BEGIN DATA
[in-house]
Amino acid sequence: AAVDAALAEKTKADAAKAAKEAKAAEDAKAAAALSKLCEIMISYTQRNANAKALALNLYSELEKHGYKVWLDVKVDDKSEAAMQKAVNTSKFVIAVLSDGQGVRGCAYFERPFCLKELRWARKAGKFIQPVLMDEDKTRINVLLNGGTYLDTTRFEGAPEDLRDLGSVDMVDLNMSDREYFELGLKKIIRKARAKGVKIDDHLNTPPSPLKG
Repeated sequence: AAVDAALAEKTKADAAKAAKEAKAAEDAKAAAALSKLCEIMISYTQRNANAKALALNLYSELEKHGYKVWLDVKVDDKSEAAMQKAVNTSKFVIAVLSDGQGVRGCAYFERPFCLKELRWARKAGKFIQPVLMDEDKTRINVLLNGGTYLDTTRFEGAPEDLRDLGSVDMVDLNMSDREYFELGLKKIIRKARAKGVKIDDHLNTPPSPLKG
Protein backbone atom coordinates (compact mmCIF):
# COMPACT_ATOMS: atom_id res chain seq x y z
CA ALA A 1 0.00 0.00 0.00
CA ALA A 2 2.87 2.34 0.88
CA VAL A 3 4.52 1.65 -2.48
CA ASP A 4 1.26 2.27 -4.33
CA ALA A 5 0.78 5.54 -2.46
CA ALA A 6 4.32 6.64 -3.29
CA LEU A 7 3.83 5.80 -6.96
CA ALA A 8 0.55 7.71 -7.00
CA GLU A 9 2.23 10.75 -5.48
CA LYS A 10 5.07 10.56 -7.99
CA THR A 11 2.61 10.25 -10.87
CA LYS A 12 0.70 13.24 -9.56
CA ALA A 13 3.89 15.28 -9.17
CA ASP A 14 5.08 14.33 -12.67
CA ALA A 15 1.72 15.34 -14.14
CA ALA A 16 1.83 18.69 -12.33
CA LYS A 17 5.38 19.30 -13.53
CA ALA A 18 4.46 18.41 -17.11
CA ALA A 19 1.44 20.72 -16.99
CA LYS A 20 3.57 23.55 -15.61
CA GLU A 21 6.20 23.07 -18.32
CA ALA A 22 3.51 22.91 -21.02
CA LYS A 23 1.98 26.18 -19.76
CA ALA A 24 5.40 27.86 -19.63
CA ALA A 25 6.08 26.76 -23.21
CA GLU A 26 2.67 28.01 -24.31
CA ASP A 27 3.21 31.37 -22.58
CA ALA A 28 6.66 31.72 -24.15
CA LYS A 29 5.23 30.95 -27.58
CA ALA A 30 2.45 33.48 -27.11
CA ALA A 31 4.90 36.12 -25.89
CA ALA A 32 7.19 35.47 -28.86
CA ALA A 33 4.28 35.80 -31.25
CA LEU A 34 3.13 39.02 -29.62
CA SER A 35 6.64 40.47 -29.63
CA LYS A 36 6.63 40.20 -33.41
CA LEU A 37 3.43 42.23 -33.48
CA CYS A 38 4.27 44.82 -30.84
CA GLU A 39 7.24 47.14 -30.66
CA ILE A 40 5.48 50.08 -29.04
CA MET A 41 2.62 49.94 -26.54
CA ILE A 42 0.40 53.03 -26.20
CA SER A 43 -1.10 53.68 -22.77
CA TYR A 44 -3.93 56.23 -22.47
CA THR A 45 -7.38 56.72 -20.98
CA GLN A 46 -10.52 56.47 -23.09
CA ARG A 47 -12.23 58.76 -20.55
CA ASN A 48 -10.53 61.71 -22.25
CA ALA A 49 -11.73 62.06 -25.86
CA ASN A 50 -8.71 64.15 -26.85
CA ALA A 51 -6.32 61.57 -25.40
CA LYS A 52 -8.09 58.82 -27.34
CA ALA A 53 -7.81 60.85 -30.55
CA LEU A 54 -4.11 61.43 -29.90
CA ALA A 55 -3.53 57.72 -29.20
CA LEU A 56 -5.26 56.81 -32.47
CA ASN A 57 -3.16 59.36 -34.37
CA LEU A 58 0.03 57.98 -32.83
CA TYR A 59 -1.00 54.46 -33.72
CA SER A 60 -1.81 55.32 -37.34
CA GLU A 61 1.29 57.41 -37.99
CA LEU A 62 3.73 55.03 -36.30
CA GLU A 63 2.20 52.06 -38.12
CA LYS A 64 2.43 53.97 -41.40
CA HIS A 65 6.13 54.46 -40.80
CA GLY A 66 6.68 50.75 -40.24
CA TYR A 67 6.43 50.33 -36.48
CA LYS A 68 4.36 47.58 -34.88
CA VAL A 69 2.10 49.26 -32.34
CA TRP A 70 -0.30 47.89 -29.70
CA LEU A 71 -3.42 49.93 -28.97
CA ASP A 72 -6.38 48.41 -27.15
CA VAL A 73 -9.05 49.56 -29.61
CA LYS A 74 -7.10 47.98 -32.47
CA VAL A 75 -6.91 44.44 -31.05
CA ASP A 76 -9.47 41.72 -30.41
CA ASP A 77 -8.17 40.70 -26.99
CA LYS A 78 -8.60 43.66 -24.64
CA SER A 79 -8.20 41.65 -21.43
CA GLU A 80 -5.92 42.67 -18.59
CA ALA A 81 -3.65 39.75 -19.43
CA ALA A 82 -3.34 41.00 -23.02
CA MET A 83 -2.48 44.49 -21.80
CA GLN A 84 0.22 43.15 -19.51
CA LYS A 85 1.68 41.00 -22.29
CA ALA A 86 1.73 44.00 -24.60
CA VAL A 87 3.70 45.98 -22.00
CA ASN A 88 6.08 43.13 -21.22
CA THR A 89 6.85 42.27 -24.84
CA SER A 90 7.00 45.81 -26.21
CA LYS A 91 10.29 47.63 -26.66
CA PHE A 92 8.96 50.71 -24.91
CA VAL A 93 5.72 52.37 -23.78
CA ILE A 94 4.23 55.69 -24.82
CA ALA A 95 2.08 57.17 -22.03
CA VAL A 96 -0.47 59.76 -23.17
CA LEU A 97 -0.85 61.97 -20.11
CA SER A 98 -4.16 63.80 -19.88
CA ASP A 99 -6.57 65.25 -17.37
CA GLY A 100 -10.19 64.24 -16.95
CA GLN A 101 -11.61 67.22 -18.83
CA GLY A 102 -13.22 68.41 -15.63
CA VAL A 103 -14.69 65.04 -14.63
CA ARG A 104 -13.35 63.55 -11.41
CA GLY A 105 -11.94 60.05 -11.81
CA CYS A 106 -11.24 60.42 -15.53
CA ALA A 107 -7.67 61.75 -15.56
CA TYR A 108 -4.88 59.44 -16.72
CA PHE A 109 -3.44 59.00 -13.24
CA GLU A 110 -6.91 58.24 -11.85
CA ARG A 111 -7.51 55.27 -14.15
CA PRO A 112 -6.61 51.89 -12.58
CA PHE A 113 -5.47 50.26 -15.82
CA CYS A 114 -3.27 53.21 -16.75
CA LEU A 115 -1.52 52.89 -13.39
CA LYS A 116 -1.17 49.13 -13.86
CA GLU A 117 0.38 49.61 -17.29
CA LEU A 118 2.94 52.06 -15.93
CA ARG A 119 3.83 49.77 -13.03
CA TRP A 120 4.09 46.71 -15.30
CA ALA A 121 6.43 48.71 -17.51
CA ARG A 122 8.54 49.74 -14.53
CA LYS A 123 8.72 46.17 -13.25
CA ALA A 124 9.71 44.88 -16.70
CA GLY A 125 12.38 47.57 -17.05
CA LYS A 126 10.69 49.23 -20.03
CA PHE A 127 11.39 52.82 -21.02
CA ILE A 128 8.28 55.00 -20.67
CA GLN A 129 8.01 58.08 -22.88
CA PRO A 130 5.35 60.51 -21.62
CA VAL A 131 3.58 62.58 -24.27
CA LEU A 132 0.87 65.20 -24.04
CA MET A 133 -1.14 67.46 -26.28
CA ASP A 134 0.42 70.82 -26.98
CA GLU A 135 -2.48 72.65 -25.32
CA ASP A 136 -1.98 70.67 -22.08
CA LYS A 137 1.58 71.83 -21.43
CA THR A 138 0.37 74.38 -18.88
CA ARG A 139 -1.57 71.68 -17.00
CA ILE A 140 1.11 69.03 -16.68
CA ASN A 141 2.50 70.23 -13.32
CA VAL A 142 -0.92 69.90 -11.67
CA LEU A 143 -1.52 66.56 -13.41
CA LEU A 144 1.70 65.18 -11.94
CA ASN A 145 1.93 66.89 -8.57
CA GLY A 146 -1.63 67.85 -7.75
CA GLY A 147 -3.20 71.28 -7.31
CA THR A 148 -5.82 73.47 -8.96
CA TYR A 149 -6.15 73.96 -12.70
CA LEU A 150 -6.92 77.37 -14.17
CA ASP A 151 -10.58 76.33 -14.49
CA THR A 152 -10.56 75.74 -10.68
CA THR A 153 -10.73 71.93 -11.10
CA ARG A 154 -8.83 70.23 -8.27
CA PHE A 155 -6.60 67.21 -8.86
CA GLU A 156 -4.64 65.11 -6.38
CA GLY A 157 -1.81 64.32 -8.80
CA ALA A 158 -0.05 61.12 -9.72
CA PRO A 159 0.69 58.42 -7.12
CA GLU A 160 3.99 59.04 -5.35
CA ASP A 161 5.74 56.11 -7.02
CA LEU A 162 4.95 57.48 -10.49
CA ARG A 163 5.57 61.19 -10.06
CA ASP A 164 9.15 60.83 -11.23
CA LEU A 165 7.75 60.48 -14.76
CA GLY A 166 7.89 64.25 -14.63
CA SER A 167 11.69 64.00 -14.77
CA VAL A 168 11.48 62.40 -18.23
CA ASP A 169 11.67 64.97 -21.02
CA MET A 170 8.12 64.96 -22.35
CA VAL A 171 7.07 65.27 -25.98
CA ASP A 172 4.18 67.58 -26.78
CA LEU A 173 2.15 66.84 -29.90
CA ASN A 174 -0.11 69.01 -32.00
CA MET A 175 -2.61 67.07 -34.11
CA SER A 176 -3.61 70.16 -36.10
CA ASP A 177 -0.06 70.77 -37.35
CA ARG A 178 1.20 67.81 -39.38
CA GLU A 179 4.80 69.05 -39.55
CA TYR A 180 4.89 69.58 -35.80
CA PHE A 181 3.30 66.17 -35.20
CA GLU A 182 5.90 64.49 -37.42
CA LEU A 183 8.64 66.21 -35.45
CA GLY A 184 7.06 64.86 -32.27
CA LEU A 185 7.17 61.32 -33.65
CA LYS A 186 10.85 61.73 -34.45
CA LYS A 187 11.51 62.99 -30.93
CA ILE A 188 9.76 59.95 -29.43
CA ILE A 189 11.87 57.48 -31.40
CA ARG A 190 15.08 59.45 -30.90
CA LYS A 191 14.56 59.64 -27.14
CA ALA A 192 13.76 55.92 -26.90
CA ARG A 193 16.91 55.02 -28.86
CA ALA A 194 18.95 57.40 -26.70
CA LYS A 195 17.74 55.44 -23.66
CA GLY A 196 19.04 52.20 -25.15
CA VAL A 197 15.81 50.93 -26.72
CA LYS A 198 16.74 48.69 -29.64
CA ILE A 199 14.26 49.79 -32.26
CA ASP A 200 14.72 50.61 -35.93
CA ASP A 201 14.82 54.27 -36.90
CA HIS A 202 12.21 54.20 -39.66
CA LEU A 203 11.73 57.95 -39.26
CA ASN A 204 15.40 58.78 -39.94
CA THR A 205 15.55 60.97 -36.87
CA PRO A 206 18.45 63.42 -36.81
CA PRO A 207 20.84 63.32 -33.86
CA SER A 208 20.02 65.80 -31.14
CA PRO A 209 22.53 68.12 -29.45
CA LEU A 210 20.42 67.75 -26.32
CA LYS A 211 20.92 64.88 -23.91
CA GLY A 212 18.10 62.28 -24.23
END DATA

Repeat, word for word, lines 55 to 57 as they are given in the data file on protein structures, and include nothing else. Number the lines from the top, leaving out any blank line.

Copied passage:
CA ASN A 50 -8.71 64.15 -26.85
CA ALA A 51 -6.32 61.57 -25.40
CA LYS A 52 -8.09 58.82 -27.34